such a converter (ie timers or power controllers) - they will probably very
    soon be fried.


    I have seen examples of ( Canadian ) folk using one of these with their
    domestic audio gear brought out to Australia with them.

    ..... Phil
  5. In the power biz, firing angle is measured from the zero crossing, so
    yes you're right, the _conduction_ angle is 180 minus 66 or 114 (more
    like 113.83 if I did the math right) to get RMS output of 0.500 the
    input (ignoring triac drop etc.)
    Yup. sqrt(2) * 240 * sin(114) = 310V vs. 340V peak.
    Hosers, clearly.

    Best regards,
    Spehro Pefhany
  6. Nope. Clean and slippery. There's a slight embossed "tread"-like
    pattern on the triac side, while the other side is smooth.

    Best regards,
    Spehro Pefhany
  7. Phil Allison

    Phil Allison Guest

    "Spehro Pefhany"

    ** Had to look that unfamiliar word up - ain't Wiki wonderful or such info.

    The equivalent Aussie expression is " Bogan" :

    A fairly recent term, as colloquialisms go.


    As I recall, the particular Canadians were of Irish extraction.

    Double whammy.......

    ...... Phil
  8. Maybe a copy of a copy of something that once worked okay?

    Best regards,
    Spehro Pefhany
  9. Phil Allison

    Phil Allison Guest

    "Spehro Pefhany"

    ** Makes the * rms * output current 13.3 amps at 120 VAC.

    But the *average rectified value* is just over half that number

    - meaning that an 8 amp rated triac is OK.

    Should dissipate about 10 to 12 watts - at most.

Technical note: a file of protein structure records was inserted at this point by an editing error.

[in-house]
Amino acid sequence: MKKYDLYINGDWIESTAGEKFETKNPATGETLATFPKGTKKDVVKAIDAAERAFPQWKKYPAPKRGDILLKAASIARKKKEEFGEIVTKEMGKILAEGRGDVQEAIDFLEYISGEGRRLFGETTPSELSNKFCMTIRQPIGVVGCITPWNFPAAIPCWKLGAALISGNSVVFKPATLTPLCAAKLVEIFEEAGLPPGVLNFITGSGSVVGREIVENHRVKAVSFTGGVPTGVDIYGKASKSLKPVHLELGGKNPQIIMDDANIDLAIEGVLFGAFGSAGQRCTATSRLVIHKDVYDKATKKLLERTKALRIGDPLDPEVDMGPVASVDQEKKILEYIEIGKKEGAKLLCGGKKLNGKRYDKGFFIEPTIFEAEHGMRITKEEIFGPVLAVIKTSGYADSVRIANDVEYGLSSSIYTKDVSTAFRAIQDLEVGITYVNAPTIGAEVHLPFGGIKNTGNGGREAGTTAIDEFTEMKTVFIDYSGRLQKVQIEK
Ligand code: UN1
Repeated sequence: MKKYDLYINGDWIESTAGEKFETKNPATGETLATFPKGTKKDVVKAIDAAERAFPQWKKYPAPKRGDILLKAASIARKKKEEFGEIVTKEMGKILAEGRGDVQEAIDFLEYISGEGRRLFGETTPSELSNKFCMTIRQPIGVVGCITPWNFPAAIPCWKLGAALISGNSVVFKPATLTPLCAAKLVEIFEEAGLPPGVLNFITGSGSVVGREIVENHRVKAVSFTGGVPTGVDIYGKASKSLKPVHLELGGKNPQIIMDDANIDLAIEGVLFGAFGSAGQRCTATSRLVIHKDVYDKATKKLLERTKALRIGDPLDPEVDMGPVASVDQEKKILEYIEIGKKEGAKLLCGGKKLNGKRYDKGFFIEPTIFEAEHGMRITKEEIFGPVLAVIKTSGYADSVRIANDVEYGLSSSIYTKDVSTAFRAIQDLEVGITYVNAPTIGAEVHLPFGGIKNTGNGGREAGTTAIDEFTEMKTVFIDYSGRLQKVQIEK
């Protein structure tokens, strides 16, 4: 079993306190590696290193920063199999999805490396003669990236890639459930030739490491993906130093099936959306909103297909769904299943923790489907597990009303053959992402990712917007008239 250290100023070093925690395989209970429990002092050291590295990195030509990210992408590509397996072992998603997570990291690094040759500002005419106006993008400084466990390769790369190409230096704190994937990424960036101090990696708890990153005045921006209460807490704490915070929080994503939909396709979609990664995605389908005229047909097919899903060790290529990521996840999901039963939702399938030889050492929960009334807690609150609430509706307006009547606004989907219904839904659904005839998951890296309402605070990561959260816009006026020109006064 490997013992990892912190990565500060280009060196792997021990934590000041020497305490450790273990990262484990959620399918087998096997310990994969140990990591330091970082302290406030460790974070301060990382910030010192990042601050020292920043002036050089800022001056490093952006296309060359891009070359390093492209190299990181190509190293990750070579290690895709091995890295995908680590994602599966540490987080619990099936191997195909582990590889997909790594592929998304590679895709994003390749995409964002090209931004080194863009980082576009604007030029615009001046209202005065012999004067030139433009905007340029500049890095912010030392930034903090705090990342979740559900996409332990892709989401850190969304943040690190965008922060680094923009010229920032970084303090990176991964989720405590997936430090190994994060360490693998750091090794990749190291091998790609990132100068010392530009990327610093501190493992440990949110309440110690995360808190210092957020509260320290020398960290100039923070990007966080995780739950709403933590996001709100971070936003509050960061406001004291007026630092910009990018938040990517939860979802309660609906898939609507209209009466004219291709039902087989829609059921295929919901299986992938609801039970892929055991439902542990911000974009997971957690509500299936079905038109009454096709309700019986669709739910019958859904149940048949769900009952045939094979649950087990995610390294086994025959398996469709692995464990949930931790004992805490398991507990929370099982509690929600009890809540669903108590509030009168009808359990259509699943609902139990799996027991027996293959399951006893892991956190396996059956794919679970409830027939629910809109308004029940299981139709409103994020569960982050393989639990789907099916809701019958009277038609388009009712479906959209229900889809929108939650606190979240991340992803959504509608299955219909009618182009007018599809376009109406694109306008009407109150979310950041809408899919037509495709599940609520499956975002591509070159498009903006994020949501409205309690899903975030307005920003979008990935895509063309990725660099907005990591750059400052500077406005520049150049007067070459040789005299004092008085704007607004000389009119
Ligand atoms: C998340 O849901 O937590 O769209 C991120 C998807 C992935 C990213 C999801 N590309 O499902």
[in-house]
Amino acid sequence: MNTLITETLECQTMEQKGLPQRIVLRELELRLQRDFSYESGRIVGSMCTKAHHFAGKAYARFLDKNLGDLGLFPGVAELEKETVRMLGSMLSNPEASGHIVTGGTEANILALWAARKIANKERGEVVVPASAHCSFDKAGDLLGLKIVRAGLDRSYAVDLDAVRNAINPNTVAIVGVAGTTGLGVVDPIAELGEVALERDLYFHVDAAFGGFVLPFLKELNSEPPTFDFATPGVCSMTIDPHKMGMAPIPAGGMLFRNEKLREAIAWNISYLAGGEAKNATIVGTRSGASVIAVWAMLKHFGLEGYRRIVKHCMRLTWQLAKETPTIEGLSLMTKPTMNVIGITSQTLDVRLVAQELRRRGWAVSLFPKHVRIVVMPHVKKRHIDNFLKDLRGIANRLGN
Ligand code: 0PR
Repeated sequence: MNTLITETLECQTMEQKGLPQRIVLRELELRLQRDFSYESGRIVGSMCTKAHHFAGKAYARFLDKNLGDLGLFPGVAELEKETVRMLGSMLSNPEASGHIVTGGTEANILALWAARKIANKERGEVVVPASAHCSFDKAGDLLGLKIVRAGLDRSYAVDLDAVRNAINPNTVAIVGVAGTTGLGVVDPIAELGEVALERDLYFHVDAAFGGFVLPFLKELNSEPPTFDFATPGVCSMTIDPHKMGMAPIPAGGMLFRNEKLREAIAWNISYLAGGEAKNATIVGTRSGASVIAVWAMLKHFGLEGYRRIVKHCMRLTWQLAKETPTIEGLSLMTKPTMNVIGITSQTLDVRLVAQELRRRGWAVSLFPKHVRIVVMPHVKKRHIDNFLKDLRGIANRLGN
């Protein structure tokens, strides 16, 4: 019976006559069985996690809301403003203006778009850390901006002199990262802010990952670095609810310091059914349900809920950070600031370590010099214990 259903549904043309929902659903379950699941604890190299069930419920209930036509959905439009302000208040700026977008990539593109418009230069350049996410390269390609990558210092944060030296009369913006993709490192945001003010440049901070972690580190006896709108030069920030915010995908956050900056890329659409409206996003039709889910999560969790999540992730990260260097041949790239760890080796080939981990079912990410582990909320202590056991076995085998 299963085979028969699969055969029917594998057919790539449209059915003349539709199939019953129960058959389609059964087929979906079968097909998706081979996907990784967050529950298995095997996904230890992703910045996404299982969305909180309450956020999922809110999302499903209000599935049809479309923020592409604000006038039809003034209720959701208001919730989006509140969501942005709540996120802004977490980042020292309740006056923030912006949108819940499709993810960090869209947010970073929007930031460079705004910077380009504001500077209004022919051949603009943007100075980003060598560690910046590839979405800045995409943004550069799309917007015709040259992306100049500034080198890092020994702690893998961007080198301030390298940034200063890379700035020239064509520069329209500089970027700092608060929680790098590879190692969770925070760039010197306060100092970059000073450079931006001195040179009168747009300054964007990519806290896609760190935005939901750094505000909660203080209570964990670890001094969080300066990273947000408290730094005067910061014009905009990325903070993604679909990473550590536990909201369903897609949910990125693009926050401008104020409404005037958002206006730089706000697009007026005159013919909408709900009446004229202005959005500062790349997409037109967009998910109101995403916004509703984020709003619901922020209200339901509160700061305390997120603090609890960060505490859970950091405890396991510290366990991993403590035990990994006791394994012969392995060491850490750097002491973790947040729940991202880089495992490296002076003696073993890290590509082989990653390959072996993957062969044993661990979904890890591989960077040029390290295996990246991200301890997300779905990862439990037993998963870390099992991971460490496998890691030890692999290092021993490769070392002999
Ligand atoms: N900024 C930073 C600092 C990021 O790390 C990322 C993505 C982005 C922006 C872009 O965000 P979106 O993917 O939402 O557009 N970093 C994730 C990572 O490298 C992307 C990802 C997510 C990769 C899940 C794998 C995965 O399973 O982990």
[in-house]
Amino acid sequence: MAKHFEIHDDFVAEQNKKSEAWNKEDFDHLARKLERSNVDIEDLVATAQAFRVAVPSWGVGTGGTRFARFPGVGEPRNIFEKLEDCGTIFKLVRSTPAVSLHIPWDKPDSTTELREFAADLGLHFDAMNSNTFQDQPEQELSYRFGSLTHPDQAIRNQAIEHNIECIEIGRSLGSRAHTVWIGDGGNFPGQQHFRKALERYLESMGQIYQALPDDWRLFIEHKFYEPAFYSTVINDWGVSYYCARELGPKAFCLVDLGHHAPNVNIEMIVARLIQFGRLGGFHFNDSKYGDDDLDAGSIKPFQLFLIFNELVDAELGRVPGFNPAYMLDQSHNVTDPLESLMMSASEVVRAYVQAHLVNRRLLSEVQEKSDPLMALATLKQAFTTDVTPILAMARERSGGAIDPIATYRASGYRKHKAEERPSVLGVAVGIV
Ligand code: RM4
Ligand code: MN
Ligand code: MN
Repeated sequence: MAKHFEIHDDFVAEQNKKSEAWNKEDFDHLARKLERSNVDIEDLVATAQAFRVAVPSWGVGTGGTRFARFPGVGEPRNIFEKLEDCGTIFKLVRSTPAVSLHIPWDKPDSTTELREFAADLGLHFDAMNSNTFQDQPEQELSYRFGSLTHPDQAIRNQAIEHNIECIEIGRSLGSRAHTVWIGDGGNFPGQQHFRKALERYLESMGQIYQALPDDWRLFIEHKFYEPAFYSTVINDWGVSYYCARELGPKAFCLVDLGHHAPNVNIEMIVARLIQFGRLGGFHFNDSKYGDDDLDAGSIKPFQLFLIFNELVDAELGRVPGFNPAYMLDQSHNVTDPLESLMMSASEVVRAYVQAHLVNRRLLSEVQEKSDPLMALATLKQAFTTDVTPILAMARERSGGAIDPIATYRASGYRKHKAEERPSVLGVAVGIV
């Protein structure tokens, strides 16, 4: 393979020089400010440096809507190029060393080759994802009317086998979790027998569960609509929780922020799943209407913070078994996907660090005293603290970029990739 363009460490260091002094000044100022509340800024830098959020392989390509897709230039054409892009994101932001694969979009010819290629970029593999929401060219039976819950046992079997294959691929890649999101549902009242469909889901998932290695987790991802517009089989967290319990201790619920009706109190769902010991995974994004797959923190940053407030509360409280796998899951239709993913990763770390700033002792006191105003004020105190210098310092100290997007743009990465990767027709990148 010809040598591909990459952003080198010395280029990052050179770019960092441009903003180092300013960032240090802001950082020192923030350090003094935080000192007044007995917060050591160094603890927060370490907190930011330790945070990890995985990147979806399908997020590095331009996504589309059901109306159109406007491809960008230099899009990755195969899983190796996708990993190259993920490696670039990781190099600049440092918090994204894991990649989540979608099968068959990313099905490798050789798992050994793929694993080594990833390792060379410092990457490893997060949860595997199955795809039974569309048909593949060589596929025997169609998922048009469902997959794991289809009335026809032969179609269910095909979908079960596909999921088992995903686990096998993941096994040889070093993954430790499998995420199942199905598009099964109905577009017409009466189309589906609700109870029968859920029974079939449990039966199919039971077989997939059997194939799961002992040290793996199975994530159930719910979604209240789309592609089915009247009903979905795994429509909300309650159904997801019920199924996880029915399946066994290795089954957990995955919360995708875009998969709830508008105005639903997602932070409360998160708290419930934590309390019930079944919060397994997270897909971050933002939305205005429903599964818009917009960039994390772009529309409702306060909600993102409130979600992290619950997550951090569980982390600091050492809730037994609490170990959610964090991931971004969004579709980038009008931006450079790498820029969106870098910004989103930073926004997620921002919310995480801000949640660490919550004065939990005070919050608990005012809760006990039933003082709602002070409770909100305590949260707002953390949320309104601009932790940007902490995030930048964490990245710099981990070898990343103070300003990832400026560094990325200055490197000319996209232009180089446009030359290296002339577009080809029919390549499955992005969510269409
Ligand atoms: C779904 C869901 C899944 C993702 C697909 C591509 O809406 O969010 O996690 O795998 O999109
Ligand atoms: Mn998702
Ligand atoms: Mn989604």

..... Phil
  10. Yes. The voltage drop across the triac is more-or-less fixed,so
    average current (mostly) determines power dissipation.
    1) There's a 5A glass fuse in series with the output, so we
    don't need to worry about much more than 6~7A RMS
    for any length of time (AGC5's take ~10 seconds to go at 7A)

    2) With that idiotic "heat sink" setup, it
    looks like a toss-up to me whether the triac fails
    before the fuse or the other way around. When the
    triac goes, it puts 240VAC across the output.. and
    hopefully the fuse then goes, but that depends on the load,
    obviously). The heat sink might be barely adequate for 5-10W
    if the triac was actually firmly attached to it.

    Best regards,
    Spehro Pefhany
  11. A rectifier would will put 41% more RMS voltage on the load than it is
    designed for. Hence the phase control.
    At 170VAC on a 120V lamp, not for long.

    Best regards,
    Spehro Pefhany
  12. Phil Allison

    Phil Allison Guest

    "Spehro Pefhany"

    ** Anyone see a problem here ??

    ..... Phil
  13. Rich Grise

    Rich Grise Guest


  14. ehsjr

    ehsjr Guest

    Well, not quite a _total_ horrowshow. There's one potentially
    good thing about it: it could give Joerg an opportunity for
    sound effects. :)

Ask a Question
Want to reply to this thread or ask your own question?
You'll need to choose a username for the site, which only take a couple of moments (here). After that, you can post your question and our members will help you out.
Electronics Point Logo
Continue to site
Quote of the day